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Tips for age-friendly bathrooms

Posted at 5:12pm Tuesday 30 Jun, 2020 | By Dave Flaherty, owner FlowFix Plumbing

Making a bathroom safer and more comfortable to use for your parents or other relatives (or even yourself) as they age requires thinking about upgrading the fixtures and fittings.

There are many options specifically designed with older people in mind. Plumbing products designed to improve access or mobility for people have to meet specific building code requirements.

Put up that toilet seat
One of the major catalysts for bathroom falls is getting up from toilet seats that are low enough to be inconvenient for an older person. So installing ‘comfort height toilets' is a great place to start. Standard toilets range from 390mm-420mm off the ground, whereas ‘comfort height' or ‘care' height is considered 430-460mm from the floor. This extra height can also mean that guests with restricted movement can safely use the bathroom. As an added feature, these toilets can have arm rests with an integrated nurse call button.

Grab some new rails
For those who need some extra help moving around the bathroom, both towel and shower rails can provide the duel function of serving as grab rails as well. This can be achieved simply by changing the rail rods to a more grip-friendly material and, in some cases, adding extra wall framing for support.

Turning to tapware
When it comes to bathroom tapware, many people make the mistake of turning the tap to hot instead of cold or vice versa. For people with more sensitive skin, impaired sight, or a degenerative brain condition such as dementia, this can become a real obstacle and with this in mind, you can add an extra safety measure in your bathroom by changing your tapware. Options include extended levers, larger, easy-to-recognise temperature indicators, antiscald technology, and half or quarter-turn features for ease of operation that make using them smoother and safer. Tapware that meets ‘care' requirements will have controls at 50-50mm clearance of any obstruction and  have a lever or capstan specifically for people with limited hand function – for example because of arthritis.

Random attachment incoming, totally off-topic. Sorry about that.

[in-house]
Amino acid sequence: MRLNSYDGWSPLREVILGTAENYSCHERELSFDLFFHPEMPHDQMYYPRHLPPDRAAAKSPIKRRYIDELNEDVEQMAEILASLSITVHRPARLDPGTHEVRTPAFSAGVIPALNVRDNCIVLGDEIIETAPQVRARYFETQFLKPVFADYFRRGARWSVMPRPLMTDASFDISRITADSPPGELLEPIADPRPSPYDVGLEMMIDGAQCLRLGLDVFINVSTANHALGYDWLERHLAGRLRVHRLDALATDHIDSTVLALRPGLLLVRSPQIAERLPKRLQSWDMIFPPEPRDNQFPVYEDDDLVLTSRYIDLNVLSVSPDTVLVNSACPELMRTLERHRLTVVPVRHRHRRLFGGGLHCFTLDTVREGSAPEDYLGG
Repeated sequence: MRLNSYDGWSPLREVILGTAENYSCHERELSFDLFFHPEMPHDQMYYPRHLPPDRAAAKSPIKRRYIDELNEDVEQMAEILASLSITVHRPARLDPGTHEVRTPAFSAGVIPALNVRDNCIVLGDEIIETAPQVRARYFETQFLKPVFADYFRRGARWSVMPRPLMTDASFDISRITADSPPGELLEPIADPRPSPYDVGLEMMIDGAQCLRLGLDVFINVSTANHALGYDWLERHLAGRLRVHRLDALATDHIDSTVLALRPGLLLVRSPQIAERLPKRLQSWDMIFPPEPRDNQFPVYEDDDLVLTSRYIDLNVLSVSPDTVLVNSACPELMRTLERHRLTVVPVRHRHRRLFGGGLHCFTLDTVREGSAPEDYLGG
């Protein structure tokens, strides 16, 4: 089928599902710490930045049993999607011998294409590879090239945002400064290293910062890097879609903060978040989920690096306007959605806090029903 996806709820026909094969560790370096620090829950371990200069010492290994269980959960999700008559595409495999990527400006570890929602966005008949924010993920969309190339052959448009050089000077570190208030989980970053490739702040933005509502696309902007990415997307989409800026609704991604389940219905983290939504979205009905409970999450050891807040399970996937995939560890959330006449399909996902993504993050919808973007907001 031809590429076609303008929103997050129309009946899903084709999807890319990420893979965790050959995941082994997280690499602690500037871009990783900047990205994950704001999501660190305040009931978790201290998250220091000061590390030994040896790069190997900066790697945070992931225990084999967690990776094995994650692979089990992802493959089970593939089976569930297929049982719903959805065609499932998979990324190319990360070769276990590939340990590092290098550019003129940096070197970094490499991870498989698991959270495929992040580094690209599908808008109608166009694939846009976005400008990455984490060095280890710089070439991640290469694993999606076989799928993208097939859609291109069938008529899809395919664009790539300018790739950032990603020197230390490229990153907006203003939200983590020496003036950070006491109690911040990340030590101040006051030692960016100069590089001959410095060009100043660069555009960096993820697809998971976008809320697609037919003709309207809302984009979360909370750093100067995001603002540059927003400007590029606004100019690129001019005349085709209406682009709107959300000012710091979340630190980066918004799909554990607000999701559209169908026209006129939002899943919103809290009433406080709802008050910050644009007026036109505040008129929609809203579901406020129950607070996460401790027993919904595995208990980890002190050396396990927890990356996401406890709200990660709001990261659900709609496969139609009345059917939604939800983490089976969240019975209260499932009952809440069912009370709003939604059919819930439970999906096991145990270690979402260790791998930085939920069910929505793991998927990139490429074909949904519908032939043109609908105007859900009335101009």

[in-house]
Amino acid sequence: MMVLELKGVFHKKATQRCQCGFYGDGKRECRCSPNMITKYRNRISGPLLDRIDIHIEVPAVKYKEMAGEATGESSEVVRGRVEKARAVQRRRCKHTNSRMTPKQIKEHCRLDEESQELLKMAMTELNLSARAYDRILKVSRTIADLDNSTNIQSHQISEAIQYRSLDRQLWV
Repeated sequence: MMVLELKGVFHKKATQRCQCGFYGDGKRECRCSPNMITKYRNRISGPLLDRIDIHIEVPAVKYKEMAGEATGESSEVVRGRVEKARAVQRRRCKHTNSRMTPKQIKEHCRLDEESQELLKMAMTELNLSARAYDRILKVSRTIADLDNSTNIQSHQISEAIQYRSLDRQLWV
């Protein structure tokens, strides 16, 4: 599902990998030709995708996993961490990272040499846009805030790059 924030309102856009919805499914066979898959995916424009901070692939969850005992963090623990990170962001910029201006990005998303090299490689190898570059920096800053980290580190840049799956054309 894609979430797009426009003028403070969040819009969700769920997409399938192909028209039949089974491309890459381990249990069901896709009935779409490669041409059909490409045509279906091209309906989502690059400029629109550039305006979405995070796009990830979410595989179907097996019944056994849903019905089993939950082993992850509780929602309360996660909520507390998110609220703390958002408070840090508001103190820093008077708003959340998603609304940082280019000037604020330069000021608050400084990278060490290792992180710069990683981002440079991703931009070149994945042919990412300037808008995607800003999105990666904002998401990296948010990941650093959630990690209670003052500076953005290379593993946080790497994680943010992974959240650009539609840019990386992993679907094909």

More power in the shower
As mentioned above, doubling up your shower rail as a grab rail is an easy way to alter your aging parents' bathroom. Another simple option could be adding a seating surface for those who tire of standing up in the shower – this also lowers the risk of falling. If your budget is a little higher and you're especially concerned about your loved ones tripping in the bathroom, consider replacing their shower completely with a level entry design. This is a much bigger time and financial commitment, but it's the ultimate option when it comes to lowering shower related risk.

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